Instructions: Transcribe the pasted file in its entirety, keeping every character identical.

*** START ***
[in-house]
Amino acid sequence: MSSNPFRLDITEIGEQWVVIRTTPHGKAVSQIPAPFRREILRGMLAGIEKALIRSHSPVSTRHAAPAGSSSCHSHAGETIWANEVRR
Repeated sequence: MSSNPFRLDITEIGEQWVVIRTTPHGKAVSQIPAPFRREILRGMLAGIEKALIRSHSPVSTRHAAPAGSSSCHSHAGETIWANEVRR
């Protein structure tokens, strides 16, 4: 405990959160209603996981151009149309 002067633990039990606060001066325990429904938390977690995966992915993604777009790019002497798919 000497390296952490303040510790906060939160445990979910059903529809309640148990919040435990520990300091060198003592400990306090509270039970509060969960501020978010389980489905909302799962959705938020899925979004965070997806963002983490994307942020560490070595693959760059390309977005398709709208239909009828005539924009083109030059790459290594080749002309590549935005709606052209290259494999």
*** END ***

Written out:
[in-house]
Amino acid sequence: MSSNPFRLDITEIGEQWVVIRTTPHGKAVSQIPAPFRREILRGMLAGIEKALIRSHSPVSTRHAAPAGSSSCHSHAGETIWANEVRR
Repeated sequence: MSSNPFRLDITEIGEQWVVIRTTPHGKAVSQIPAPFRREILRGMLAGIEKALIRSHSPVSTRHAAPAGSSSCHSHAGETIWANEVRR
């Protein structure tokens, strides 16, 4: 405990959160209603996981151009149309 002067633990039990606060001066325990429904938390977690995966992915993604777009790019002497798919 000497390296952490303040510790906060939160445990979910059903529809309640148990919040435990520990300091060198003592400990306090509270039970509060969960501020978010389980489905909302799962959705938020899925979004965070997806963002983490994307942020560490070595693959760059390309977005398709709208239909009828005539924009083109030059790459290594080749002309590549935005709606052209290259494999």